Exclusive: A Conversation With Chicago Mayor Lori Lightfoot – Facing The Challenges As The Windy City Emerges From The Pandemic

In’s latest ‘Conversation With the Mayor’ we go to Chicago where the mayor explains how she has dealt with crime, the economy and other issues and how it has framed her.

Chicago has been in the spotlight nationwide when it comes to what has happened with Urban America. With an emphasis on violent crime and police accountability, in recent years, the Windy City, and its 2.7 million citizens, has had to deal with its share of criticism.

The city’s mayor, Lori Lightfoot, who has been in charge since 2019, and who plans to run for a second term in the Feb. 2023 election, has attempted to weather the storm the city has been undergoing not only with crime and homicides, but with the coronavirus pandemic, the economy, and the many other challenges U.S. cities are facing.

Mayor Lightfoot recently sat down with senior editor Madison J. Gray to talk about these issues. She gets candid about herself as a person and as a public servant. Below is the full interview and an edited version of that conversation. It's been more than three years since you've taken office. Can you give me an idea of what it's been like for you personally? And professionally? Do you feel that you've grown more as a person and as a public servant,

Mayor Lori Lightfoot: Well when you go through a global pandemic, it completely upends everyone's day-to-day life, and eliminates that certainty and predictability. Then you also contend with a massive economic meltdown and dislocation, then the murder of George Floyd, the historic civic uprising that we saw, not only in Chicago, but across the country, at the same time that you're dealing with federal administration that was hostile towards Democratic cities.

Yes, I would say that I've grown as both a person and as a leader. In this role, it's been a very difficult time. There's no ifs, ands, or buts about it. But I'm a firm believer that you got to play the cards that you're dealt. And I've learned a lot. Through these last three plus years, I've certainly grown a lot as a leader. So I come out of this process, even more encouraged and optimistic about the future of our city, because of the strength of the residents and the people here, and their incredible resiliency,

VIDEO: NYC Mayor Eric Adams On His Plan To Repair What's Broken For Black New Yorkers You're one of the most visible LGBTQ politicians in the country, the first openly same gender-loving woman to serve in your role. How does that part of your identity figure into what you do?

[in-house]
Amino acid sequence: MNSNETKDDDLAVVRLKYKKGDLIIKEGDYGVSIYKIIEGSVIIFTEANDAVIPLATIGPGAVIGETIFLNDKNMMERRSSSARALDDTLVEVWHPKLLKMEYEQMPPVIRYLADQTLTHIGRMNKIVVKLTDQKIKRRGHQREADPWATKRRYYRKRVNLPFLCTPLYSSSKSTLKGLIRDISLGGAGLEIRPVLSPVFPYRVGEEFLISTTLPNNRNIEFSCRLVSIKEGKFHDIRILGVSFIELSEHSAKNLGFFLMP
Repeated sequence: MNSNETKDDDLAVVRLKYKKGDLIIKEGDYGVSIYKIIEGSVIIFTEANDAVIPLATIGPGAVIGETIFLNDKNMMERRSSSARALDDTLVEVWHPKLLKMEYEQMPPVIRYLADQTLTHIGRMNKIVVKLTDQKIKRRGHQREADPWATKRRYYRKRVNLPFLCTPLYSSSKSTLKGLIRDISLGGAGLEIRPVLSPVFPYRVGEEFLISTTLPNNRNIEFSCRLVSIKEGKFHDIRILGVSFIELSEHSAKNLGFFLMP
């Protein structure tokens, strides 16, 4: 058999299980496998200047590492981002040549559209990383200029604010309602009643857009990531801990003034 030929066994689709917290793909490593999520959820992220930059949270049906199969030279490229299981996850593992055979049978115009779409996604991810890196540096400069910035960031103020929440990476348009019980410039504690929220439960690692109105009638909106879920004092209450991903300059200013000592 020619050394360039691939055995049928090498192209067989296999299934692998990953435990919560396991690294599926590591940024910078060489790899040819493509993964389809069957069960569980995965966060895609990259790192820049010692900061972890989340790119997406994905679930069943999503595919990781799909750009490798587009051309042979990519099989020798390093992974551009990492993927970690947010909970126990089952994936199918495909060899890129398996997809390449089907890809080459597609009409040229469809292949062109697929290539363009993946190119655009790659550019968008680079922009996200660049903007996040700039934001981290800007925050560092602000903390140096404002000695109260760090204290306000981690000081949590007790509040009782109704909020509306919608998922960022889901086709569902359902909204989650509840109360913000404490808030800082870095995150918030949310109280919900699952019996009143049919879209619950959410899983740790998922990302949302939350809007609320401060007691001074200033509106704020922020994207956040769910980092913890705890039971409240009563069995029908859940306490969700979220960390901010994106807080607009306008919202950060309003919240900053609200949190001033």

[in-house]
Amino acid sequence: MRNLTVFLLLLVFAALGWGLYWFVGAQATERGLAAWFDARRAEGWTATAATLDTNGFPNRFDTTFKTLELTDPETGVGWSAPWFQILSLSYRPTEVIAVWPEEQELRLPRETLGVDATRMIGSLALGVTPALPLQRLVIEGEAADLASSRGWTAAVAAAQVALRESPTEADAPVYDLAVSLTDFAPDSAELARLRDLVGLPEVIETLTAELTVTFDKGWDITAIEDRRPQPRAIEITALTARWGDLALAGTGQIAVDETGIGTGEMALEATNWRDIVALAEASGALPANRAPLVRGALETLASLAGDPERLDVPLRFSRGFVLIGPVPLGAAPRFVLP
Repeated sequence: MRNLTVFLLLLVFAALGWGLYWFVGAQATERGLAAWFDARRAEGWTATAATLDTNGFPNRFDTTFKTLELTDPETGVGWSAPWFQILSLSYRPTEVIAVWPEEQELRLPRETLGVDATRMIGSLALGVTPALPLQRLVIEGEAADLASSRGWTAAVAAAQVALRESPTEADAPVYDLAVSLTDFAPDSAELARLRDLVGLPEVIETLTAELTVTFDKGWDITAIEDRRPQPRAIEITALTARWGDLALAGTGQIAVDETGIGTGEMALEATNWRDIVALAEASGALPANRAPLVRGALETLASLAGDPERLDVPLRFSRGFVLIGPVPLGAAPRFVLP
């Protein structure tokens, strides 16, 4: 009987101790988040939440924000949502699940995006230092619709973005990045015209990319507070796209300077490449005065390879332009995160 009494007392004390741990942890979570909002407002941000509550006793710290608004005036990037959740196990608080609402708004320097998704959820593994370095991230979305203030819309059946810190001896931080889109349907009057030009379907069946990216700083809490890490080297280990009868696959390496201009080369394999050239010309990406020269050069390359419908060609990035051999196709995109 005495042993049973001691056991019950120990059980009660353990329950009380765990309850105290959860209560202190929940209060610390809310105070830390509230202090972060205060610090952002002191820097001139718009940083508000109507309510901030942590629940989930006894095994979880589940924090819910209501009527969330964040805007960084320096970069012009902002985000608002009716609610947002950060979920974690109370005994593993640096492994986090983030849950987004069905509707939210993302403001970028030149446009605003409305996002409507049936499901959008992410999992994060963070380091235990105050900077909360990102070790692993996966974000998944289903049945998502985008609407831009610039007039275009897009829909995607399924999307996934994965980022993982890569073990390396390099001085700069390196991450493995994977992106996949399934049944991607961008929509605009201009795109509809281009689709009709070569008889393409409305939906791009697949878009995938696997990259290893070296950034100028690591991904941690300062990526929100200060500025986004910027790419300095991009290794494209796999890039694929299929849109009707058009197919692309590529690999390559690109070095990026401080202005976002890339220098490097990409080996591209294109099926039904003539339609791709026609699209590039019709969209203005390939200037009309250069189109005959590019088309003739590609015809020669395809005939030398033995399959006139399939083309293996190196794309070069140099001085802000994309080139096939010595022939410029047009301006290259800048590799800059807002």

Lightfoot: From a really early time in my life, I saw a lot of discrimination and disparities. My father was a deaf man, we're obviously African American, and in a world that hasn't always been particularly accepting of who we are. So adding on to those two things, being a woman, and particularly now, in this time post-the Dobbs decision by the Supreme Court.

Also, I'm very conscious of the fact that I stand in and on the shoulders of a lot of members of the LGBTQ+ community, [who] for decades [have] fought for basic recognition and rights as citizens, which I believe that we're entitled to, under our Constitution.

I have lots of parents come up to me quietly, and tell me how much it means for me to be in my position, to see my family, because they had worried, for their own kids who have come out to them, about whether or not they'd be able to live a good life—have a family. So I'm very mindful of the things that I represent--the role model that I have become for many people because of the various worlds in which I come from. It's a sense of pride, but also a sense of obligation. What would you say have been your biggest triumphs and wins as mayor?

Lightfoot: I don't really think about it in that way, but I will answer the question. I'm very proud of the work that we did to keep our residents safe through the pandemic. You may remember that early on in the pandemic, in April of 2020, I announced to our city, and it made national news, that Black folks here are dying at seven times the rate of any other demographic as a result of COVID-19. That was a very sobering gut punch moment.

But we knew that we couldn't just announce that news without bringing forward concrete solutions. So we worked hand in glove with community members, we formed something called the racial equity rapid response team to respond to the urgent crisis that we are seeing as time went on, and we started to see more demographic information. We also knew that we had significant challenges in Latinx Chicago, as well.

So we spent a significant amount of time pre vaccine, reaching people, educating them, and doing the outreach. And we did that hand in glove with trusted community members who could get us into spaces that as a government, we couldn't get to, for a whole host of historical reasons. When the vaccine came online in late 2020, we used those same partnerships and collaborations to have, I think, the most equitable vaccine distribution program in the country.

RELATED: 100 Days In Office: Mayor Eric Adams Talks About Leading The Nation's Largest City With His 'Get Stuff Done' Approach Chicago has historically had a viable Black business environment. Last year, you announced an initiative to promote Black, Latino, and women businesses and the hope was that a level playing field could be created. How close are you to making that a reality?